The Problem of the Media: An Interview with Robert McChesney | General News & Politics | Hudson Valley | Chronogram Magazine

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The Problem of the Media: An Interview with Robert McChesney



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RM: The point is, in this case, supply created demand. Demand didn't create supply. So it's a very complex relationship. And one other point on this, and this is crucial too. Even to the extent our personal tastes are important in media, what we consume should not be the sole determinant of what a media system should be. There are lots of things on the air I don't watch, but I think they should be there. I'm in favor of having a broad, diverse media system, broader than my own taste, and I don't think my own taste should be a determinant of what goes up there. I think there should be a space in our media culture for stuff that doesn't have an automatic market - so you can develop a taste for it. Where new ideas can prosper that wouldn't survive if they had to meet market tests the first time out of the chute. And when we think about media policy, it is really critical that we have that sort of vision and opening for new ideas, new genres, and new talents.

BKM: In your book you mention some ideas for a more democratic media system. You write: "Such a system would necessitate a large, well-funded, structurally pluralistic and diverse, nonprofit and non-commercial media sector, as well as a more competitive and decentralized commercial sector." Can you briefly sketch what such a system would look like?

RM: The starting point is really a non-denominational, non-partisan position. The first thing - media ownership, antitrust, anything dealing with copyright - all these core government policies that construct our media system have to be subjected to informed public participation. If the vast majority of the people after informed debate say, "We really like the idea of one company owning all the radio stations in the country and having robot disc jockeys and being bombarded with 20 minutes of ads an hour - we think that's a great idea." I'll live with it. I won't like it, but I'll live with it. Understand that the premise of [the media reform] movement was to democratize the policy-making process. Once we have that debate there are really two core components. First, to the extent we have a commercial media system, we should strive to have policies to make it as competitive as possible. This means having more voices rather than fewer, and as much local and decentralized ownership as possible. It means having local owners for local media is better than having distant conglomerate owners for local media and having concentrated ownership. Now, this is a complex issue. There are some types of media that may never allow themselves to be locally owned and have tremendous competition, like film studios, where the capital requirements are so high. We have to understand that and factor that in.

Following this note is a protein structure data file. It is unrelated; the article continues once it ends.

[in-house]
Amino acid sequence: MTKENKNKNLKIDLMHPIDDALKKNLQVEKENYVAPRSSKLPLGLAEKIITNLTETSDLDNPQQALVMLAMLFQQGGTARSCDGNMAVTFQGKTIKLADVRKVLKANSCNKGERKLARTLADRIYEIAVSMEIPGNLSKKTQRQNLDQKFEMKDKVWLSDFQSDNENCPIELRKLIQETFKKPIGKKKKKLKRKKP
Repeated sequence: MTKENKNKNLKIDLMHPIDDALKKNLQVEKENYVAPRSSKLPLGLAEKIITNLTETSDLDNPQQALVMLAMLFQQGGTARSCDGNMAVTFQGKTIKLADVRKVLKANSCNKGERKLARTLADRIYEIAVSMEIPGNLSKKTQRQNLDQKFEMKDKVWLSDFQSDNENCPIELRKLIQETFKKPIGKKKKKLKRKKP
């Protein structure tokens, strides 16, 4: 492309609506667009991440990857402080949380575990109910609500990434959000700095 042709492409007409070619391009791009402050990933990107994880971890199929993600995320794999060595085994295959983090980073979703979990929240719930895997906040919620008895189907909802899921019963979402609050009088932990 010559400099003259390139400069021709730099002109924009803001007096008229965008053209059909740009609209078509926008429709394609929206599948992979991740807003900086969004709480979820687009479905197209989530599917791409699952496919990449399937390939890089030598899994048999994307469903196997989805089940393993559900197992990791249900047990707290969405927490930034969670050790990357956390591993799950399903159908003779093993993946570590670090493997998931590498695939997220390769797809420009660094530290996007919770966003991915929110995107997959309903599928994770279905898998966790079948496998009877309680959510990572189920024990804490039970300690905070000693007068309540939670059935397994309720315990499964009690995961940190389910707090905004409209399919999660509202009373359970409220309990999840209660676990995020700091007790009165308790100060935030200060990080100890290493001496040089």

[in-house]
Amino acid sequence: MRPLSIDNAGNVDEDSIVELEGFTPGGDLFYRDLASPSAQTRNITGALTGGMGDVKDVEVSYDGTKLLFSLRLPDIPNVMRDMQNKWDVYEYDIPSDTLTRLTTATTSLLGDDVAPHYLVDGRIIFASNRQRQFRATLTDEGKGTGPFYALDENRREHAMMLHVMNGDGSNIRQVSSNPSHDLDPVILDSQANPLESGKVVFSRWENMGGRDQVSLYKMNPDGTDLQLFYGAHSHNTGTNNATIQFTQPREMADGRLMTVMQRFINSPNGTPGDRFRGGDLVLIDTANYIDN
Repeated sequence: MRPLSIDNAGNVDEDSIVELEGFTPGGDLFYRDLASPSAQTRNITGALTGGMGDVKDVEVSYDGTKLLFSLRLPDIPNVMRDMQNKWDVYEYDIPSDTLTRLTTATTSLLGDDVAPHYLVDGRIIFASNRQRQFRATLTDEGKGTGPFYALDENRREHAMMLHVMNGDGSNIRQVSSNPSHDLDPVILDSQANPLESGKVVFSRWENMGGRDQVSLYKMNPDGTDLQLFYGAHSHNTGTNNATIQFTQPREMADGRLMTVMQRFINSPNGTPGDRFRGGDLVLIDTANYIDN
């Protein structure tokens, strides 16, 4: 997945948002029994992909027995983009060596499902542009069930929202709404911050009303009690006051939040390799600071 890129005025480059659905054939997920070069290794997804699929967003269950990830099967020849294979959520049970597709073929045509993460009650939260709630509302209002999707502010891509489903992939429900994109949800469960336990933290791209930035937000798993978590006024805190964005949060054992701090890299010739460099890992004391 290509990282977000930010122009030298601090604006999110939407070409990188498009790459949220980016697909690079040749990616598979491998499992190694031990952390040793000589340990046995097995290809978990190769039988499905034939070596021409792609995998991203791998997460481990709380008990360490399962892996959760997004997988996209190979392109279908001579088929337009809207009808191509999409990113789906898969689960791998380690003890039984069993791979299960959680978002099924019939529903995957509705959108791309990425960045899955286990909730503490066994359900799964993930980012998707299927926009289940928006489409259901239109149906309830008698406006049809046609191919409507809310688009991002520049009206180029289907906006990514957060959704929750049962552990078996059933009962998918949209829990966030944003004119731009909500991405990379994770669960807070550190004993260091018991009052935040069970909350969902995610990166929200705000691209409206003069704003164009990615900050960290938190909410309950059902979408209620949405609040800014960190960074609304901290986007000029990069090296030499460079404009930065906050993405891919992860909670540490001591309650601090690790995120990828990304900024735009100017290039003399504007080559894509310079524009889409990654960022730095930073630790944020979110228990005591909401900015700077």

Radio, for example. There is no economic justification for the degree of concentration our rules currently permit, where one company, Clear Channel, is entitled to own well over a thousand radio stations around the country - to the point where the person who owns the company couldn't name three quarters of the stations that he owns. It was pure corrupt politics in Congress that allowed the ownership rules to be relaxed so that one company could own so many stations. Because of that, the value of radio stations has shot way up cause they're worth much more as part of these massive empires than when they were stand-alone. But the actual cost of production of radio is so low, there's no reason why you couldn't have individual radio station owners for every single station in the country. And you could have local owners for all of them. An enlightened policy would lead to that in radio and would never allow this [level of ownership] concentration. So those are the crucial values I think we want in our media at the ownership level.

We also need to be very concerned about conglomeration. There is no justification, from the public's perspective, of the sort of conglomeration which is now routine for the largest media companies of film studios, magazine companies, book publishing, newspapers, radio divisions, television divisions, networks, the whole works. These companies might make a lot of money because they own these huge empires, but there's no clear evidence that it's necessary economically, or that the economic benefits ever go to the general public. They go to the owners. It gives them more monopoly power. At the same time, even more competitive, locally owned commercial media markets still have deep flaws - what economists call "externality". They're far too dependent on advertising and commercialism for influencing the nature and content of their operations.

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